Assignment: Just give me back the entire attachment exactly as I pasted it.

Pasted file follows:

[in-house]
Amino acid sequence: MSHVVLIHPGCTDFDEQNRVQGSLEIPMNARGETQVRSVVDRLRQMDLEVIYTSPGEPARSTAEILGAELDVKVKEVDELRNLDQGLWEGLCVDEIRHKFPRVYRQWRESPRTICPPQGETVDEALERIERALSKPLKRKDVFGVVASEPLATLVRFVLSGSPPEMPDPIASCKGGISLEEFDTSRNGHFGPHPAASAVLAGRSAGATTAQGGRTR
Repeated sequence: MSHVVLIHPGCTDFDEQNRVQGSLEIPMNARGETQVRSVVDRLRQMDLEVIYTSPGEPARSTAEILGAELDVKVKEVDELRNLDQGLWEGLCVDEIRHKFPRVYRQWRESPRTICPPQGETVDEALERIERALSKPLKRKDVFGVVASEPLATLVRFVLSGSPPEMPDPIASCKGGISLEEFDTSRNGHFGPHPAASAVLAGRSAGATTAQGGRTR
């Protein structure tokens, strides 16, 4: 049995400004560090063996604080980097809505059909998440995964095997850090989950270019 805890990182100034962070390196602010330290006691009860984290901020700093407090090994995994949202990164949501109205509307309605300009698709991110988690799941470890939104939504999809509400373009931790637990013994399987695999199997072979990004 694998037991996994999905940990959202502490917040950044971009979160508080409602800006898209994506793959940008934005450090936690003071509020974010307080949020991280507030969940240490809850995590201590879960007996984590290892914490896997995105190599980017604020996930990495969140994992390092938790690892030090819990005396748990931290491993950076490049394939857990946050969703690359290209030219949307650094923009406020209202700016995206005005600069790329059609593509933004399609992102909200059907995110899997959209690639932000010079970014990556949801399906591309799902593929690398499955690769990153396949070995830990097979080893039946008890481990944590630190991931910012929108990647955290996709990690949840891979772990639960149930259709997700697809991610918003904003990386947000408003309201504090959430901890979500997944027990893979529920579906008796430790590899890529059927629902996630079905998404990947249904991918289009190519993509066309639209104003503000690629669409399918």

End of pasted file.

[in-house]
Amino acid sequence: MSHVVLIHPGCTDFDEQNRVQGSLEIPMNARGETQVRSVVDRLRQMDLEVIYTSPGEPARSTAEILGAELDVKVKEVDELRNLDQGLWEGLCVDEIRHKFPRVYRQWRESPRTICPPQGETVDEALERIERALSKPLKRKDVFGVVASEPLATLVRFVLSGSPPEMPDPIASCKGGISLEEFDTSRNGHFGPHPAASAVLAGRSAGATTAQGGRTR
Repeated sequence: MSHVVLIHPGCTDFDEQNRVQGSLEIPMNARGETQVRSVVDRLRQMDLEVIYTSPGEPARSTAEILGAELDVKVKEVDELRNLDQGLWEGLCVDEIRHKFPRVYRQWRESPRTICPPQGETVDEALERIERALSKPLKRKDVFGVVASEPLATLVRFVLSGSPPEMPDPIASCKGGISLEEFDTSRNGHFGPHPAASAVLAGRSAGATTAQGGRTR
């Protein structure tokens, strides 16, 4: 049995400004560090063996604080980097809505059909998440995964095997850090989950270019 805890990182100034962070390196602010330290006691009860984290901020700093407090090994995994949202990164949501109205509307309605300009698709991110988690799941470890939104939504999809509400373009931790637990013994399987695999199997072979990004 694998037991996994999905940990959202502490917040950044971009979160508080409602800006898209994506793959940008934005450090936690003071509020974010307080949020991280507030969940240490809850995590201590879960007996984590290892914490896997995105190599980017604020996930990495969140994992390092938790690892030090819990005396748990931290491993950076490049394939857990946050969703690359290209030219949307650094923009406020209202700016995206005005600069790329059609593509933004399609992102909200059907995110899997959209690639932000010079970014990556949801399906591309799902593929690398499955690769990153396949070995830990097979080893039946008890481990944590630190991931910012929108990647955290996709990690949840891979772990639960149930259709997700697809991610918003904003990386947000408003309201504090959430901890979500997944027990893979529920579906008796430790590899890529059927629902996630079905998404990947249904991918289009190519993509066309639209104003503000690629669409399918």